Summary: Preterm birth is leading cause of death and disability in infants and children. Black and Latina women are at increased risk for preterm delivery compared to White women. While psychological stress has been shown to be associated with preterm birth, the mechanisms through which psychological stress causes preterm birth are unclear. The Saving Our Ladies from Early Births and Reducing Stress (SOLARS) study focuses on expanding our understanding of the relationship between psychological stress and preterm birth in 1,000 Black and Latina women in San Francisco, Oakland, and Fresno. The study has two primary research questions that examine the impact of individual, molecular, and social factors on psychological stress and preterm birth. The first question focuses on understanding patterns in all women in the study and the second focuses specifically on understanding why some women with high levels of psychological stress deliver preterm and some do not.
Introduction: More than one in ten Black and Latina pregnant women will have an infant born prematurely – that is, before 37 completed weeks of gestation. Infants born prematurely are at substantially increased risk for death within the first year of life and are more likely to have short- and long-term developmental and health challenges including, for example, intellectual delay, attention deficit hyperactivity disorder (ADHD), and asthma.
Rates of preterm birth in Black and Latina women have consistently been found to be 20 to 100% higher than in White women. Some data suggests that higher rates of preterm birth in women of color may be due to higher levels of stress – including higher levels of acute stress, accumulated lifetime exposure to stress, racism associated stress, and post-traumatic stress. Support for this explanation is driven by consistent findings showing an association between preterm birth and these different types of stress as measured by surveys, questionnaires and interviews.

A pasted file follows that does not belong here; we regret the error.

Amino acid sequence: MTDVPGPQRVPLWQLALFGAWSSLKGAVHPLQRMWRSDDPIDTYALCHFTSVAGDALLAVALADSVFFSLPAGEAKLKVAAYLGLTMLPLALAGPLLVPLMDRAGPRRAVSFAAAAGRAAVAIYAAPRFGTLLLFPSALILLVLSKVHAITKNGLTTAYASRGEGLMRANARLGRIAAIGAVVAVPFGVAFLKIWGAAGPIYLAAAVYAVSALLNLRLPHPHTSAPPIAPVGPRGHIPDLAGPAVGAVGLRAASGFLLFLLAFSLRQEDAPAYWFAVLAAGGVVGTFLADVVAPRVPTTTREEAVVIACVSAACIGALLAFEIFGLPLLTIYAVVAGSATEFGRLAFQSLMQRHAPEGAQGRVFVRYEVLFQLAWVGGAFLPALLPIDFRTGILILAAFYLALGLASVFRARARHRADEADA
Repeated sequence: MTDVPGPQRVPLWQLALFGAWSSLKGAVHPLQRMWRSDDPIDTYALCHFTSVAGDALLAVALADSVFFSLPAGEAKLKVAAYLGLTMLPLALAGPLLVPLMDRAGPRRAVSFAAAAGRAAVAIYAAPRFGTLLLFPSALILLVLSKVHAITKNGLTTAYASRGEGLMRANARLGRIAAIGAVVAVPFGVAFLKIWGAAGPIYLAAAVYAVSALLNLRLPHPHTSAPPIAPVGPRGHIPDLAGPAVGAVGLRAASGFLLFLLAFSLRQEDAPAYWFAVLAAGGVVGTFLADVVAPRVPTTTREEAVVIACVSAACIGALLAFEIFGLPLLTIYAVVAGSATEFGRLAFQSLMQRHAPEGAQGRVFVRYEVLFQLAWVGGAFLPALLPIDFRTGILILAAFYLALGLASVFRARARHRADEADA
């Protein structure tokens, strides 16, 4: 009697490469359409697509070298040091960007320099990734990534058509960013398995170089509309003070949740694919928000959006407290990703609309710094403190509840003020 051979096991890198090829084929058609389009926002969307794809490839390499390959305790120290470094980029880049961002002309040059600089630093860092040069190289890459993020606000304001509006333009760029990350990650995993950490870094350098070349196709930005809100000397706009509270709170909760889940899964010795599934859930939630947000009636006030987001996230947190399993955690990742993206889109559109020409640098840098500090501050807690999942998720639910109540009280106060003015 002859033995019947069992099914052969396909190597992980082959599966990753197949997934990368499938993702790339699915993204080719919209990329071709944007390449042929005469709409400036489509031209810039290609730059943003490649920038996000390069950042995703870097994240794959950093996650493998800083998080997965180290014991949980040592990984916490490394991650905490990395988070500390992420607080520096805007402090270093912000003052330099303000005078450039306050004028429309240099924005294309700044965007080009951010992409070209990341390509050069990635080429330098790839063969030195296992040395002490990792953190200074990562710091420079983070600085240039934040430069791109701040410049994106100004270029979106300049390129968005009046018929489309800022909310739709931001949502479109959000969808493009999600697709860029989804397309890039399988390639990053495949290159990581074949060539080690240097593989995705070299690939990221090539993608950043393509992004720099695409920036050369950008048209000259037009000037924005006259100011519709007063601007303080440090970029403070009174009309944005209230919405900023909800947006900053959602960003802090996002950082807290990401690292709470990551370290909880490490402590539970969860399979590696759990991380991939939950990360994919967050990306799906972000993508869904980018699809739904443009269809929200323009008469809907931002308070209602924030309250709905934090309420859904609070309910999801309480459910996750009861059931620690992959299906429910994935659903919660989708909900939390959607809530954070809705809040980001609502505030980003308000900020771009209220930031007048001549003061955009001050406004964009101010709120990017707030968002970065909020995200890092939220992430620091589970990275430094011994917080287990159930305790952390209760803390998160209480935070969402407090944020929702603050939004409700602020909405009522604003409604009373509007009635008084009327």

Although studies have demonstrated specific links between multiple types of stress and preterm birth in women of color, what underlies this relationship remains unclear from a mechanistic point of view. For example, although cortisol is a key measure of biological stress, studies that have looked at the relationship between cortisol and preterm birth in women with both high and low levels of psychological stress have not observed a consistent link with preterm birth. The Saving Our Ladies from Early Births and Reducing Stress (SOLARS) study, funded by the UCSF California Preterm Birth initiative, is a prospective cohort study focused on expanding our understanding of the relationship between psychological stress, molecular signaling, and preterm birth in Black and Latina women in San Francisco, Oakland and Fresno.
Research questions: The SOLARS study focuses on two primary research aims including: 1) Evaluating whether individual, molecular, and social factors moderate or mediate the relationship between psychological stress and preterm birth in Black and Latina women (Aim 1); And, 2) Exploring the interrelationships of demographic, psychosocial, obstetric, and molecular risk and protective factors with preterm birth in Black and Latina women with high levels of psychological stress (Aim 2). Within Aim 1 we test three hypotheses: 1a, tests the hypotheses that social and individual risk and protective factors moderate the relationship between psychological stress and PTB; Aim 1b, tests the hypothesis that individually-measured psychological resilience moderates the relationship between psychological stress and preterm birth; Aim 1c tests the hypothesis that molecular factors mediate the relationship between psychological stress and preterm birth. Whereas Aim 1 focuses on hypothesis testing, Aim 2 leverages advanced statistical techniques (i.e. machine learning) to determine whether or not there are factors within or across pregnancy that are associated with or predict preterm birth in women with high levels of psychological stress. We believe that addressing these aims will lead to novel and actionable information that could eventually be translated into interventions for increasing gestational age and decreasing preterm birth in Black and Latina women in the geographies of focus and more broadly. In addition, we believe these efforts will contribute key data and biological resources for expanded and ongoing studies aimed at improving birth and developmental outcomes for women and children of color.